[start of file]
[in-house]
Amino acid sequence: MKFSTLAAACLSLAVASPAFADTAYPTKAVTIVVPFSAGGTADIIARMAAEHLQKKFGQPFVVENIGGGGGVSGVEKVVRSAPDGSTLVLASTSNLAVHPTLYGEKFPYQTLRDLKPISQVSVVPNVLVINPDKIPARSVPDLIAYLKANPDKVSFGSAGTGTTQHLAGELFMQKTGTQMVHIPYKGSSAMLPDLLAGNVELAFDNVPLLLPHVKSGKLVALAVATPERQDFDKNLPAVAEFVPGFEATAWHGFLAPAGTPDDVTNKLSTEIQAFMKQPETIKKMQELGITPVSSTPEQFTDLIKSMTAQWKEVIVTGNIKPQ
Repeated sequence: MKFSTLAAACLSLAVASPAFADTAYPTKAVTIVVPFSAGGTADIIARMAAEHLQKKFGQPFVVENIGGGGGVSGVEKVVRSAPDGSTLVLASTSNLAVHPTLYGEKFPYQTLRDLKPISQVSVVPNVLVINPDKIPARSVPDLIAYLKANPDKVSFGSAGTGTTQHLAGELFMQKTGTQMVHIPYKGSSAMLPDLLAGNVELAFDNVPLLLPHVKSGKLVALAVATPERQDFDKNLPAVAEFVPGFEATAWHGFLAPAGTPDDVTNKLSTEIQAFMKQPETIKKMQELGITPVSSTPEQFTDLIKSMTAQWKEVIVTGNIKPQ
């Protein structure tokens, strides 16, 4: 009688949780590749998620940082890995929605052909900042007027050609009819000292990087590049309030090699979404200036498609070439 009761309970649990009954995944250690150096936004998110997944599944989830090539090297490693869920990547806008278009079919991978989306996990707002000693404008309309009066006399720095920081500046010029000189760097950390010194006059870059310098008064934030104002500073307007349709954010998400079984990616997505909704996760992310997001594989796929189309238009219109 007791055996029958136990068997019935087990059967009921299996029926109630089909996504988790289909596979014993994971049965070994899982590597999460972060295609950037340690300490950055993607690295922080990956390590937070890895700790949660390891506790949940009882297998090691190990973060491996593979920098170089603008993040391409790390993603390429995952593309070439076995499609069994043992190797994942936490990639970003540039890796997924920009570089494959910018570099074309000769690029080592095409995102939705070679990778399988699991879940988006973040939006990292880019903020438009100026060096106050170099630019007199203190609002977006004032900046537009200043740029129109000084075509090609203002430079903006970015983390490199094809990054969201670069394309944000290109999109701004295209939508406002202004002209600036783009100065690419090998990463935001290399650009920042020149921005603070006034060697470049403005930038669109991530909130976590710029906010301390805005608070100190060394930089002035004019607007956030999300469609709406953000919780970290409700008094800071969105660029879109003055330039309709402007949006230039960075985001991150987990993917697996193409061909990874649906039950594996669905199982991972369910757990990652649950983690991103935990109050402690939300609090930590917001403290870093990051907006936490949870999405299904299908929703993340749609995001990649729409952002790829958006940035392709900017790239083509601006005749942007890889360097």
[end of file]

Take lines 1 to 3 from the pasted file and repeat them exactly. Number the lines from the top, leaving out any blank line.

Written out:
[in-house]
Amino acid sequence: MKFSTLAAACLSLAVASPAFADTAYPTKAVTIVVPFSAGGTADIIARMAAEHLQKKFGQPFVVENIGGGGGVSGVEKVVRSAPDGSTLVLASTSNLAVHPTLYGEKFPYQTLRDLKPISQVSVVPNVLVINPDKIPARSVPDLIAYLKANPDKVSFGSAGTGTTQHLAGELFMQKTGTQMVHIPYKGSSAMLPDLLAGNVELAFDNVPLLLPHVKSGKLVALAVATPERQDFDKNLPAVAEFVPGFEATAWHGFLAPAGTPDDVTNKLSTEIQAFMKQPETIKKMQELGITPVSSTPEQFTDLIKSMTAQWKEVIVTGNIKPQ
Repeated sequence: MKFSTLAAACLSLAVASPAFADTAYPTKAVTIVVPFSAGGTADIIARMAAEHLQKKFGQPFVVENIGGGGGVSGVEKVVRSAPDGSTLVLASTSNLAVHPTLYGEKFPYQTLRDLKPISQVSVVPNVLVINPDKIPARSVPDLIAYLKANPDKVSFGSAGTGTTQHLAGELFMQKTGTQMVHIPYKGSSAMLPDLLAGNVELAFDNVPLLLPHVKSGKLVALAVATPERQDFDKNLPAVAEFVPGFEATAWHGFLAPAGTPDDVTNKLSTEIQAFMKQPETIKKMQELGITPVSSTPEQFTDLIKSMTAQWKEVIVTGNIKPQ